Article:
It seems that 99.9% of the time, movies fail to live up to the hype of the well-written books they are based on. Such is the case with “127 hours,” based on the book “Between a Rock and a Hard Place” by Aron Ralston.
I saw the movie a few years ago through my Netflix’s account. It was interesting enough, and gruesome enough to make me close my eyes when the Ralston character, played by James Franco, amputated his own arm, but I hadn’t planned to read the book after seeing the movie. Usually I read the book first, and since it hadn’t happened that way, I shrugged the reading off.
But then I found out at the beginning of this year that Inyo County had chosen “Between a Rock and a Hard Place” for its annual Community Reads book, and Mono County was co-sponsoring a visit from Ralston to the Eastern Sierra. It was a good excuse to pick up the book and read about the harrowing account directly from Ralston’s pen.
Immediately two things stuck out that had not been portrayed in the movie. Ralston shared a similar point of view to that of many Eastern Sierrans. He writes:
“There’s a mostly unspoken acknowledgement among the voluntarily impoverished dues-payers of our towns that it’s better to be fiscally poor yet rich in experience — living the dream — than to be traditionally wealthy but live separate from one’s passions … Better to be a penniless local than the affluent visitor.”
While some Mammoth Mountain employees may not fully agree this week (see layoff story), many worker bees in the Eastern Sierra may be able to relate.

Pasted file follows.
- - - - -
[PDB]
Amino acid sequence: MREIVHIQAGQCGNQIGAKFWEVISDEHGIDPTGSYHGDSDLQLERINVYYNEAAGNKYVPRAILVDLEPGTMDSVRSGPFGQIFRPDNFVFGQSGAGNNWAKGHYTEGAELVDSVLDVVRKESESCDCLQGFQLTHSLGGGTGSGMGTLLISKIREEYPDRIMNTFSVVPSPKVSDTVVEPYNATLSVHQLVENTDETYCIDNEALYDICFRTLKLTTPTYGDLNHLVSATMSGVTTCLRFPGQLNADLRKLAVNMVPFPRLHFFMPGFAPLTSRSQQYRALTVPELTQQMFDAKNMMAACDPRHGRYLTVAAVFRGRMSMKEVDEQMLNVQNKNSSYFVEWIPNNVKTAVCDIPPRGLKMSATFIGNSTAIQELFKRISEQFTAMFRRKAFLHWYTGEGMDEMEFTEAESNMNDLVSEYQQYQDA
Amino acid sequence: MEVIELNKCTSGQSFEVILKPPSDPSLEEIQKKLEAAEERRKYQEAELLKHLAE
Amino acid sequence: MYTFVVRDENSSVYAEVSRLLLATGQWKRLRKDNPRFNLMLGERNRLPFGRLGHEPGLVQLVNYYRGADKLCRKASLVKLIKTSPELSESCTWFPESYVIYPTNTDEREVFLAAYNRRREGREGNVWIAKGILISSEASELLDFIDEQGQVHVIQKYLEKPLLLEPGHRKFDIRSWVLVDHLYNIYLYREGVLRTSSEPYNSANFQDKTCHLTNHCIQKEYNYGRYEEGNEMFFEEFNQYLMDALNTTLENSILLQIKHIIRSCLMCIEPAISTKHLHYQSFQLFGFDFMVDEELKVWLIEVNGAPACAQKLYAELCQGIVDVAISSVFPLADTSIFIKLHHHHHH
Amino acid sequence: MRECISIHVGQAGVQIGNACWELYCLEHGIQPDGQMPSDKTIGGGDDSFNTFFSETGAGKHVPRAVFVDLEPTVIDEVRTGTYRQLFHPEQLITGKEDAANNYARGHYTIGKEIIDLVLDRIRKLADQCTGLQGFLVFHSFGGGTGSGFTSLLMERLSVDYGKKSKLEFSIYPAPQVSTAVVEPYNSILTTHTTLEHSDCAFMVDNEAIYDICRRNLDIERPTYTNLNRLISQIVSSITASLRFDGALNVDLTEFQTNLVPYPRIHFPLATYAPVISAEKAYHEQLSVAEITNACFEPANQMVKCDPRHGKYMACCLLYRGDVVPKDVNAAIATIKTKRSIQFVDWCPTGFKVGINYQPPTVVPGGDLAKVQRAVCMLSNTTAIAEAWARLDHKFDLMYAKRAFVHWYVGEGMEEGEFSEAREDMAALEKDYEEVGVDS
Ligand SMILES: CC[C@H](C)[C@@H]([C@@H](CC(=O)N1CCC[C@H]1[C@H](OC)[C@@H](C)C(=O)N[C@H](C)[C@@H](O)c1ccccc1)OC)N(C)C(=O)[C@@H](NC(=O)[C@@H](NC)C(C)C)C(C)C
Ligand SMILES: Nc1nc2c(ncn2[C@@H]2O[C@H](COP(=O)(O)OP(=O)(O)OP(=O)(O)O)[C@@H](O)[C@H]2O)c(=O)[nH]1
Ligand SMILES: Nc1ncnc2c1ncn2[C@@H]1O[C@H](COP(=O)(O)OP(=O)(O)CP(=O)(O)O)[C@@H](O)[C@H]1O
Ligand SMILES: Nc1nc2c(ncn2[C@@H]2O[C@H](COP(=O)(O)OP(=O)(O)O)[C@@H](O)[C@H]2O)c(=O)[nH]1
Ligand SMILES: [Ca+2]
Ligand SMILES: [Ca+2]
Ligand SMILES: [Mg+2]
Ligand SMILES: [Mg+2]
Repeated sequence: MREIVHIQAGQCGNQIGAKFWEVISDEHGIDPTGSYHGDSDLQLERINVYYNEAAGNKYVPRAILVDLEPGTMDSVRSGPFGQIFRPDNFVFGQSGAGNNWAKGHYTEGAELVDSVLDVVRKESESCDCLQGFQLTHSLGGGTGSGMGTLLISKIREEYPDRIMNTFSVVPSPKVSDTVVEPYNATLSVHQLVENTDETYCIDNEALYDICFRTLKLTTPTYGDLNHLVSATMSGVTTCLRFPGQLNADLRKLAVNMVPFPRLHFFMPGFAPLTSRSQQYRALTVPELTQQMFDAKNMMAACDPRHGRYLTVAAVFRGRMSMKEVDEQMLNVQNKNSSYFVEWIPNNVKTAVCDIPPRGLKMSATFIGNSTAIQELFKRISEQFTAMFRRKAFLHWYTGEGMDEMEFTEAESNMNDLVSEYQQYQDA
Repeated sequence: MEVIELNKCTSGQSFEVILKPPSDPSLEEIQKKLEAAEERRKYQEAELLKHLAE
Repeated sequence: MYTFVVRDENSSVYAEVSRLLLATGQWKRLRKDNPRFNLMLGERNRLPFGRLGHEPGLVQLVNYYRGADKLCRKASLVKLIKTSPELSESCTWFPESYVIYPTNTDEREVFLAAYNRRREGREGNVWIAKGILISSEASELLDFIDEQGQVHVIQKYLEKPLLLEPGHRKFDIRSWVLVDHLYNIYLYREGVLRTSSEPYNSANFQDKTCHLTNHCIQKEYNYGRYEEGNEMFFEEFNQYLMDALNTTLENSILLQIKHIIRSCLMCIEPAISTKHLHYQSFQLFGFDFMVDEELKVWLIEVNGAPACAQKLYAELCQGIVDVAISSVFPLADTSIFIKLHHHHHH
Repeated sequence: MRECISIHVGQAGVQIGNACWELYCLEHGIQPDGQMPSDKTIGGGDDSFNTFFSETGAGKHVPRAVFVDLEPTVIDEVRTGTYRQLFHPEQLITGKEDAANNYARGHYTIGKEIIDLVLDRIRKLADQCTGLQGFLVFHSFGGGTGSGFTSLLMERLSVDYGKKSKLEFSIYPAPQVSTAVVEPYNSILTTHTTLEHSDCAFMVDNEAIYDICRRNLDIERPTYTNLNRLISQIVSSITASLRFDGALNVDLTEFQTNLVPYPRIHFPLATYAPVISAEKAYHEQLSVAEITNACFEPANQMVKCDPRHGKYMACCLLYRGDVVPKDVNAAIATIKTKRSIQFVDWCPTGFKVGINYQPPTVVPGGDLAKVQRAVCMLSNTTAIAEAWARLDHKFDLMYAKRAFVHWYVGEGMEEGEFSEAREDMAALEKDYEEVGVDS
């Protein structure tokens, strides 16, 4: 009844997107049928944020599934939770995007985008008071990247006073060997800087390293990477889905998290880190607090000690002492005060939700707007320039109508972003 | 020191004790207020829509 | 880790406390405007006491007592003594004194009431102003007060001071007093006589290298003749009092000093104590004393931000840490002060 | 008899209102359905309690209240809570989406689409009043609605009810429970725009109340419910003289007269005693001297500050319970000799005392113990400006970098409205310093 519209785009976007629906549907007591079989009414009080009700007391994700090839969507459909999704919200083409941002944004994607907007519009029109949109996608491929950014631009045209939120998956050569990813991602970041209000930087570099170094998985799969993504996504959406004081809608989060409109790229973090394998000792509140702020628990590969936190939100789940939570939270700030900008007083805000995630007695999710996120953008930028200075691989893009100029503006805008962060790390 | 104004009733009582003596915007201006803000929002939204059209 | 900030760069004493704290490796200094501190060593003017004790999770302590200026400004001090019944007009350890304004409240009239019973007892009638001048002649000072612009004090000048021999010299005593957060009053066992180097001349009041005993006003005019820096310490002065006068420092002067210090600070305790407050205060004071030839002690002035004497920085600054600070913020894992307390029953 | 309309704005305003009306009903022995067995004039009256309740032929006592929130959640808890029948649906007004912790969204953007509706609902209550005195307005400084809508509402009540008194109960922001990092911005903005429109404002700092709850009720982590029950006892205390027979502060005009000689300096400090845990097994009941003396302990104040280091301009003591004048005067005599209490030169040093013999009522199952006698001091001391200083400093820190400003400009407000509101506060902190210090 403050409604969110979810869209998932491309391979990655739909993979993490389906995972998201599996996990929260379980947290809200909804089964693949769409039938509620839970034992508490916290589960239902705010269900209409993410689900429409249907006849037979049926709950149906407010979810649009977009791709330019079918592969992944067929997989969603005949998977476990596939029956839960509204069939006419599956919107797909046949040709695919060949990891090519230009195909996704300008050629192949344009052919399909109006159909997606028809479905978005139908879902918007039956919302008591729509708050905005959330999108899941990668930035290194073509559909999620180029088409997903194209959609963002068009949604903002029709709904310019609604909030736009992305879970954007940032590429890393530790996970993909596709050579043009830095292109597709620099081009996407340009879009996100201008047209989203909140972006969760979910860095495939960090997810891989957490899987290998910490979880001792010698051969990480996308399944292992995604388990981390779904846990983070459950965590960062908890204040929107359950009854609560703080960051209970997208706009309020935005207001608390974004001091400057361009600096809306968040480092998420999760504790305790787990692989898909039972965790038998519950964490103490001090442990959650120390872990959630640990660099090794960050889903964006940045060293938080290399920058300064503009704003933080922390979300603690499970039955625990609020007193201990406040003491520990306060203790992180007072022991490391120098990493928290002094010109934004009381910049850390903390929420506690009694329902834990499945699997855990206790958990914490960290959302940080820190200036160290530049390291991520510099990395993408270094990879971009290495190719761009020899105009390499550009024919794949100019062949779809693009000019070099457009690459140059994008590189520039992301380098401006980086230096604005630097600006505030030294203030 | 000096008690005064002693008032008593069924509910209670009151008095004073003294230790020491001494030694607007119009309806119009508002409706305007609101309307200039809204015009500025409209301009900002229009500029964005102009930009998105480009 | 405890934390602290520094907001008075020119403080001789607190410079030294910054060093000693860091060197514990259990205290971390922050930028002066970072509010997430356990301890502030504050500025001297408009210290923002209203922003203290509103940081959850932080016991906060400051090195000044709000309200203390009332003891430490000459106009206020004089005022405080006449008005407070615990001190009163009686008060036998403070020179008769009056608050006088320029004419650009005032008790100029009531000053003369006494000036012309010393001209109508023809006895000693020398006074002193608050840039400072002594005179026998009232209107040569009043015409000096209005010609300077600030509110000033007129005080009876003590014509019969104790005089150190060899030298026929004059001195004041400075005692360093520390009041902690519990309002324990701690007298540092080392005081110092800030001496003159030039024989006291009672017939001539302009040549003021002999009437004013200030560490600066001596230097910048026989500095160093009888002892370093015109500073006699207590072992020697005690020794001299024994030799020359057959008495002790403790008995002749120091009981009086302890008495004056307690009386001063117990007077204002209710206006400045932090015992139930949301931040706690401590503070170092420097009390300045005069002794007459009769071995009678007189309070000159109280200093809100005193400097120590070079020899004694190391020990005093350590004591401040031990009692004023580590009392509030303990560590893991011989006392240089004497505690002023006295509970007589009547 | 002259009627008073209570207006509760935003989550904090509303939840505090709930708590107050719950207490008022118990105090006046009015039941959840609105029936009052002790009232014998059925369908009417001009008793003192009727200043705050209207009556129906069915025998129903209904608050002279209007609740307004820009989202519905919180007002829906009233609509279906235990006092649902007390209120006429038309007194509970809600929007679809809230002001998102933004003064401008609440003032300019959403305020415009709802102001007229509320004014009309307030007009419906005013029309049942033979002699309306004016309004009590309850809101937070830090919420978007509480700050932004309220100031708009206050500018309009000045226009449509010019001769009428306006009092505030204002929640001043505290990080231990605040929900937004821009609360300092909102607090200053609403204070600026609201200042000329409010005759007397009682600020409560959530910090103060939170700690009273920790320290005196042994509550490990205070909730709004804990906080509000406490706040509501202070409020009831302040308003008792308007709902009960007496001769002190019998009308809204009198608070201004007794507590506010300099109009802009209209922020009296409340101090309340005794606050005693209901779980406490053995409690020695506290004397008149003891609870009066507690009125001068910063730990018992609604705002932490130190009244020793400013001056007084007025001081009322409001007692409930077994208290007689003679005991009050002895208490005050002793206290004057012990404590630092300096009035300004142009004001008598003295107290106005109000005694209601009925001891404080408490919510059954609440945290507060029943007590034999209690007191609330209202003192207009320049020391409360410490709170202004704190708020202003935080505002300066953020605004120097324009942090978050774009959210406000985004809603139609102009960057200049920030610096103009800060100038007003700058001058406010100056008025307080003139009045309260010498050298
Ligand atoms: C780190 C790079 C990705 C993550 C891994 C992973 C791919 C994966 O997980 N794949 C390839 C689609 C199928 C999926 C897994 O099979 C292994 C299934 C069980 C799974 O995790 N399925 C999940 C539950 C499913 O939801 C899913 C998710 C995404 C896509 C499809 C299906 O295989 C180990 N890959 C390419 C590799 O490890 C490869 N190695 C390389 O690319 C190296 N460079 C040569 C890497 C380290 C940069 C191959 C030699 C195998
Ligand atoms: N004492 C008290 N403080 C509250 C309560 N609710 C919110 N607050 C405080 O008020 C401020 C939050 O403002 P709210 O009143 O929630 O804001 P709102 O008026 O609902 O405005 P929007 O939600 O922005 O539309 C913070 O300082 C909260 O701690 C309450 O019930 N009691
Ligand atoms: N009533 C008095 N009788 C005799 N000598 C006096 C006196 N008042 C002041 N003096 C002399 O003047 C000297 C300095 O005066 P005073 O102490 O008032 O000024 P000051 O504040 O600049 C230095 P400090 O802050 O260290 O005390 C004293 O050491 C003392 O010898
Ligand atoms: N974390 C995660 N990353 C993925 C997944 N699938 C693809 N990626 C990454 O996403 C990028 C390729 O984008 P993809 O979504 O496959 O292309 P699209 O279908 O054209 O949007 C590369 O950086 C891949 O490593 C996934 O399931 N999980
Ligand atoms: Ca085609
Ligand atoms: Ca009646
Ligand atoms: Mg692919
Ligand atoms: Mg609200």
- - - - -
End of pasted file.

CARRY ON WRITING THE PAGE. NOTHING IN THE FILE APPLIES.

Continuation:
The second notable portion of the book that wasn’t stressed enough in the movie were Ralston’s flashbacks of the many experiences he had in his life prior to getting his arm stuck under the chockstone. The reader feels like they are with him as he “rings both the bells,” in Crested Butte and loses friends after pressuring them to ski a bowl that winds up avalanching and carrying the group with it, nearly killing one of them.
These memories and flashbacks are what seem to keep Ralston alive. While it may have been too tough to fully express these memories in the film, without them, it seems Ralston would have quickly lost his mind and his will to live during his ordeal.
But don’t listen to me. You can hear exactly what got him through those 127 hours of confinement straight from the horse’s mouth this Tuesday, March 6 in Bishop.
The Community Reads event is a two-month program that runs from the end of January to the end of March, and is sponsored by the Inyo County Superintendent of Schools. The Mono County Office of Education is also helping sponsor Ralston’s appearance.
“It’s a big deal to host speakers of this caliber,” said Sondra Petersen, Community Reads Program Coordinator.
Ralston will speak at 10:45 a.m. to school students and then again at noon to the general public. Admission is free and the public event will be held at the Charles Brown Auditorium. Attendees are encouraged to bring their lunch and enjoy Ralston’s tale, followed by a Q and A and a book signing. Books will be on sale at the event.